Saturday, May 16, 2015

Suicide Is Not a Noble Act

Today I learned of the death of a young man who is a member of my church; he was a teenager actually, and I didn't personally know him, but never the less, I was emotionally torn by the news. It was mentioned that he recently broke up with his girl friend.

I did a little research on the subject and found out things I'm not sure I wanted to know. Suicide is the third leading cause of death in teenagers and young adults. The ages they counted varied a little. Some used 13 to 19 and others used 10 to 24. In both cases the first leading cause of death in these years was accidents. The second was homicide. The third most common cause of death in youths from 12 to 19 was suicide. These numbers come from the National Center for Disease Control.

One thing that disturbed me was the idea that suicide is somehow noble and a good choice when life is difficult. Family members would not have such a response. Life cut short before it was embraced is neither noble nor exciting. It is surely tragic and bitter to family who had other futures in mind.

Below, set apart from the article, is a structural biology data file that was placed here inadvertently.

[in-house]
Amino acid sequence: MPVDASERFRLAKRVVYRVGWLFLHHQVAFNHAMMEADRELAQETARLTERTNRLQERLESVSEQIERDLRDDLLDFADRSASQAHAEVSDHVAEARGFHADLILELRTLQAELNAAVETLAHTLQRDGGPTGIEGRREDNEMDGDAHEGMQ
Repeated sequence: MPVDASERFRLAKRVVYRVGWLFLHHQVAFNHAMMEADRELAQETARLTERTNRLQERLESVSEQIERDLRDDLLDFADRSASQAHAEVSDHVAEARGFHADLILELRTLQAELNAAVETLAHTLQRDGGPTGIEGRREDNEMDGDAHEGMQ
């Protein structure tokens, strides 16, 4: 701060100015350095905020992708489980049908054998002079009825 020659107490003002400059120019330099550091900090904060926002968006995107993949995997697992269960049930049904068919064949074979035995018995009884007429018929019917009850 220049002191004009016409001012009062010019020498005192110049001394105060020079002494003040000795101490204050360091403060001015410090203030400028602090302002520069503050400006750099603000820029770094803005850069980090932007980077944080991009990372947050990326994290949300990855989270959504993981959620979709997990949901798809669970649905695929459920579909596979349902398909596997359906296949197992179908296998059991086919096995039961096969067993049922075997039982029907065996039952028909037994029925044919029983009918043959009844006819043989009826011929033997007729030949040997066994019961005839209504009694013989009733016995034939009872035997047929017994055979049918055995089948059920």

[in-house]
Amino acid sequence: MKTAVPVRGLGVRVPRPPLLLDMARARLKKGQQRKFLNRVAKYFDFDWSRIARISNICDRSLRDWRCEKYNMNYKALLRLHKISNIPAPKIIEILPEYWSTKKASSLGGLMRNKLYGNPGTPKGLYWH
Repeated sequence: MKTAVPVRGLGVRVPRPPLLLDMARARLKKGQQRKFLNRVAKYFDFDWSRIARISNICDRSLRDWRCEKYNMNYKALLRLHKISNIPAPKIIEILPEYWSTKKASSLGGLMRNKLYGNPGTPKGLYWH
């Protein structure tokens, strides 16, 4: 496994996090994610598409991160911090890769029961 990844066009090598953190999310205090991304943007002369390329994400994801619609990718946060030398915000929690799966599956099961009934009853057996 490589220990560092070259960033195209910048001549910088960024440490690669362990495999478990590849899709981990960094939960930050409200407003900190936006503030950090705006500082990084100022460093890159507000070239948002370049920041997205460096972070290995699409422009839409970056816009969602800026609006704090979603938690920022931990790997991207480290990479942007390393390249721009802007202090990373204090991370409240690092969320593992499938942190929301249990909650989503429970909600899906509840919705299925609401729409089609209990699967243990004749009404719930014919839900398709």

One of the factors mentioned as causes was break up of relationships, bullying, difficulties in school and general depression. When I worked, I was often called on to counsel people who expressed suicidal thoughts or behaviors. My response was to seek their reasons and defuse the immediate source of distress. It usually worked when they began to see the finality of the act, it became clear that suicide didn't help anything.

For these youths it is obvious that they need more than a little talk.
They need the confidence that what ever is bad today won't be so bad tomorrow. They also need to understand that a noble death is not one that is inflicted by one's own hand.

For the family of the young man in my church I can only pray and offer support. I don't see a silver lining in this cloud.